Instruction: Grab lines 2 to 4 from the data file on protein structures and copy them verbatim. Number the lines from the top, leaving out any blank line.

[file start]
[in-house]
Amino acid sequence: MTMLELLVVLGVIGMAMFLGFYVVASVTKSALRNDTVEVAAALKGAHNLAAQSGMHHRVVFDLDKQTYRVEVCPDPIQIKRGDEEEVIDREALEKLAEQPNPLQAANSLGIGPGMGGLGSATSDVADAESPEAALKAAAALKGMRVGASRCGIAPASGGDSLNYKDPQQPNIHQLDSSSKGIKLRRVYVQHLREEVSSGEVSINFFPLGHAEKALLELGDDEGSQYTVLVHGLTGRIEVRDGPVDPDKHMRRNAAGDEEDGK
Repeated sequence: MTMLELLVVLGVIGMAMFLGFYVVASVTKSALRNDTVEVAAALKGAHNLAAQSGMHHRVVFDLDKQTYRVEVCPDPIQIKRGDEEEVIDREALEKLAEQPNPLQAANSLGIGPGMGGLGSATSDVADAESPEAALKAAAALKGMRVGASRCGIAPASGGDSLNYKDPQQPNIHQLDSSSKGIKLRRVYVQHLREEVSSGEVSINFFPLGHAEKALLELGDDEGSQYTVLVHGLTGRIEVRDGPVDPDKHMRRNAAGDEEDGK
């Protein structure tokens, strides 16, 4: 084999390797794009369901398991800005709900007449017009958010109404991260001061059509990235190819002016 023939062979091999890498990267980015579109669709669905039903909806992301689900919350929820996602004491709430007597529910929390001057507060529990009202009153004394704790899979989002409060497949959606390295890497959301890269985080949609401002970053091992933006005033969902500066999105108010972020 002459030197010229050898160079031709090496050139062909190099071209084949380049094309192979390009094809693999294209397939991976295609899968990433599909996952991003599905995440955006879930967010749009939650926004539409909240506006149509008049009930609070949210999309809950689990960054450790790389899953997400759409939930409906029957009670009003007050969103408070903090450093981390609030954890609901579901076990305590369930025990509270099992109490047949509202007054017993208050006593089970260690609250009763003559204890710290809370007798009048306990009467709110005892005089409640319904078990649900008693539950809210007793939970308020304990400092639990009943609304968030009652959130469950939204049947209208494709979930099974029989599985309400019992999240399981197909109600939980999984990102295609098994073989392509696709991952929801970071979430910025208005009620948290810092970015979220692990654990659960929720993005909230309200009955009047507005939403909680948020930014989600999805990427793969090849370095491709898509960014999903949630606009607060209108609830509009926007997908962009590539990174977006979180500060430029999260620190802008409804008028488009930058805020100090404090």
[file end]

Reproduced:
Amino acid sequence: MTMLELLVVLGVIGMAMFLGFYVVASVTKSALRNDTVEVAAALKGAHNLAAQSGMHHRVVFDLDKQTYRVEVCPDPIQIKRGDEEEVIDREALEKLAEQPNPLQAANSLGIGPGMGGLGSATSDVADAESPEAALKAAAALKGMRVGASRCGIAPASGGDSLNYKDPQQPNIHQLDSSSKGIKLRRVYVQHLREEVSSGEVSINFFPLGHAEKALLELGDDEGSQYTVLVHGLTGRIEVRDGPVDPDKHMRRNAAGDEEDGK
Repeated sequence: MTMLELLVVLGVIGMAMFLGFYVVASVTKSALRNDTVEVAAALKGAHNLAAQSGMHHRVVFDLDKQTYRVEVCPDPIQIKRGDEEEVIDREALEKLAEQPNPLQAANSLGIGPGMGGLGSATSDVADAESPEAALKAAAALKGMRVGASRCGIAPASGGDSLNYKDPQQPNIHQLDSSSKGIKLRRVYVQHLREEVSSGEVSINFFPLGHAEKALLELGDDEGSQYTVLVHGLTGRIEVRDGPVDPDKHMRRNAAGDEEDGK
């Protein structure tokens, strides 16, 4: 084999390797794009369901398991800005709900007449017009958010109404991260001061059509990235190819002016 023939062979091999890498990267980015579109669709669905039903909806992301689900919350929820996602004491709430007597529910929390001057507060529990009202009153004394704790899979989002409060497949959606390295890497959301890269985080949609401002970053091992933006005033969902500066999105108010972020 002459030197010229050898160079031709090496050139062909190099071209084949380049094309192979390009094809693999294209397939991976295609899968990433599909996952991003599905995440955006879930967010749009939650926004539409909240506006149509008049009930609070949210999309809950689990960054450790790389899953997400759409939930409906029957009670009003007050969103408070903090450093981390609030954890609901579901076990305590369930025990509270099992109490047949509202007054017993208050006593089970260690609250009763003559204890710290809370007798009048306990009467709110005892005089409640319904078990649900008693539950809210007793939970308020304990400092639990009943609304968030009652959130469950939204049947209208494709979930099974029989599985309400019992999240399981197909109600939980999984990102295609098994073989392509696709991952929801970071979430910025208005009620948290810092970015979220692990654990659960929720993005909230309200009955009047507005939403909680948020930014989600999805990427793969090849370095491709898509960014999903949630606009607060209108609830509009926007997908962009590539990174977006979180500060430029999260620190802008409804008028488009930058805020100090404090």